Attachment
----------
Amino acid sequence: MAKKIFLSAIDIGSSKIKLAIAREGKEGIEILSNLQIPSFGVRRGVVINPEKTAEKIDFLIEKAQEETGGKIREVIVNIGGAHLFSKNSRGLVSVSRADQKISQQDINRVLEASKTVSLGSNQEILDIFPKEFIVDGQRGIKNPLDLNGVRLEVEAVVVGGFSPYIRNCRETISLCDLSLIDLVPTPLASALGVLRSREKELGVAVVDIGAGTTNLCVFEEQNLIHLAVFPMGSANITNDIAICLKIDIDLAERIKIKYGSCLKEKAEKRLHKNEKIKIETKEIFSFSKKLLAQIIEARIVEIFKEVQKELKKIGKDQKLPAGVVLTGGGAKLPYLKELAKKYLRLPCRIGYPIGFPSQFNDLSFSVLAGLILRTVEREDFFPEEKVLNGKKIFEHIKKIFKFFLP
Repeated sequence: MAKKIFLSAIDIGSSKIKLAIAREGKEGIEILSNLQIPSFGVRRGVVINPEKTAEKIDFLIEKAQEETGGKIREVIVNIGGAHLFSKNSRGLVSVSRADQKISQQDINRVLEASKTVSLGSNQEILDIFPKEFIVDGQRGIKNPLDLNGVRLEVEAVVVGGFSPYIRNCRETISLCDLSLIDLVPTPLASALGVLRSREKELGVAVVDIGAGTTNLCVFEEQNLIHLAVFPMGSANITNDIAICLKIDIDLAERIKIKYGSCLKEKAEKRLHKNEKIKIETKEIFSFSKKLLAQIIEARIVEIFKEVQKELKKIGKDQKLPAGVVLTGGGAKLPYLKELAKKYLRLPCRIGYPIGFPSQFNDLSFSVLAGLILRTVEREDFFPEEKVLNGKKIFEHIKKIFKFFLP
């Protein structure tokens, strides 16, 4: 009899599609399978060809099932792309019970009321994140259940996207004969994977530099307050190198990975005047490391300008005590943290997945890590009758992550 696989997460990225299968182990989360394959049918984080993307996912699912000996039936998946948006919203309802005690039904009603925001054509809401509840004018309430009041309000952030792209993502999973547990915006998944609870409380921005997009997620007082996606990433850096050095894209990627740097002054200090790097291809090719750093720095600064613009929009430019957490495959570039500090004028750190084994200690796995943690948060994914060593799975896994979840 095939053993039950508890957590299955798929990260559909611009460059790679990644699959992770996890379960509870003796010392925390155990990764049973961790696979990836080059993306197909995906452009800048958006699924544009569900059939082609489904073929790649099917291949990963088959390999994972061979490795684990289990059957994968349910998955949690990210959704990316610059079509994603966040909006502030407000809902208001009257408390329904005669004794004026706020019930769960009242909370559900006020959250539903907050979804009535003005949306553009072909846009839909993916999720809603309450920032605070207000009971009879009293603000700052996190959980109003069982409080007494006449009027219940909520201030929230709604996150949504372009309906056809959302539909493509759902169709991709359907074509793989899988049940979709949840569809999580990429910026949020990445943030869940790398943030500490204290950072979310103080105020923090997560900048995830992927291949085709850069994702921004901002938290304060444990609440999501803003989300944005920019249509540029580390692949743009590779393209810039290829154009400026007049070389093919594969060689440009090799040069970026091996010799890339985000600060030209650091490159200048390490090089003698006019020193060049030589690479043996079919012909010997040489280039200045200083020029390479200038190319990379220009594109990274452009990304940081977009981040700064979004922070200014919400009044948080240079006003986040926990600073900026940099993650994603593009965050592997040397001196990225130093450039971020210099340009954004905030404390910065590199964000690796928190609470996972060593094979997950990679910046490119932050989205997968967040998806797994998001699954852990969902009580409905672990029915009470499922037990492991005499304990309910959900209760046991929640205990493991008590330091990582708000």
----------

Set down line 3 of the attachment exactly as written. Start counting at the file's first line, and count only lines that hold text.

């Protein structure tokens, strides 16, 4: 009899599609399978060809099932792309019970009321994140259940996207004969994977530099307050190198990975005047490391300008005590943290997945890590009758992550 696989997460990225299968182990989360394959049918984080993307996912699912000996039936998946948006919203309802005690039904009603925001054509809401509840004018309430009041309000952030792209993502999973547990915006998944609870409380921005997009997620007082996606990433850096050095894209990627740097002054200090790097291809090719750093720095600064613009929009430019957490495959570039500090004028750190084994200690796995943690948060994914060593799975896994979840 095939053993039950508890957590299955798929990260559909611009460059790679990644699959992770996890379960509870003796010392925390155990990764049973961790696979990836080059993306197909995906452009800048958006699924544009569900059939082609489904073929790649099917291949990963088959390999994972061979490795684990289990059957994968349910998955949690990210959704990316610059079509994603966040909006502030407000809902208001009257408390329904005669004794004026706020019930769960009242909370559900006020959250539903907050979804009535003005949306553009072909846009839909993916999720809603309450920032605070207000009971009879009293603000700052996190959980109003069982409080007494006449009027219940909520201030929230709604996150949504372009309906056809959302539909493509759902169709991709359907074509793989899988049940979709949840569809999580990429910026949020990445943030869940790398943030500490204290950072979310103080105020923090997560900048995830992927291949085709850069994702921004901002938290304060444990609440999501803003989300944005920019249509540029580390692949743009590779393209810039290829154009400026007049070389093919594969060689440009090799040069970026091996010799890339985000600060030209650091490159200048390490090089003698006019020193060049030589690479043996079919012909010997040489280039200045200083020029390479200038190319990379220009594109990274452009990304940081977009981040700064979004922070200014919400009044948080240079006003986040926990600073900026940099993650994603593009965050592997040397001196990225130093450039971020210099340009954004905030404390910065590199964000690796928190609470996972060593094979997950990679910046490119932050989205997968967040998806797994998001699954852990969902009580409905672990029915009470499922037990492991005499304990309910959900209760046991929640205990493991008590330091990582708000």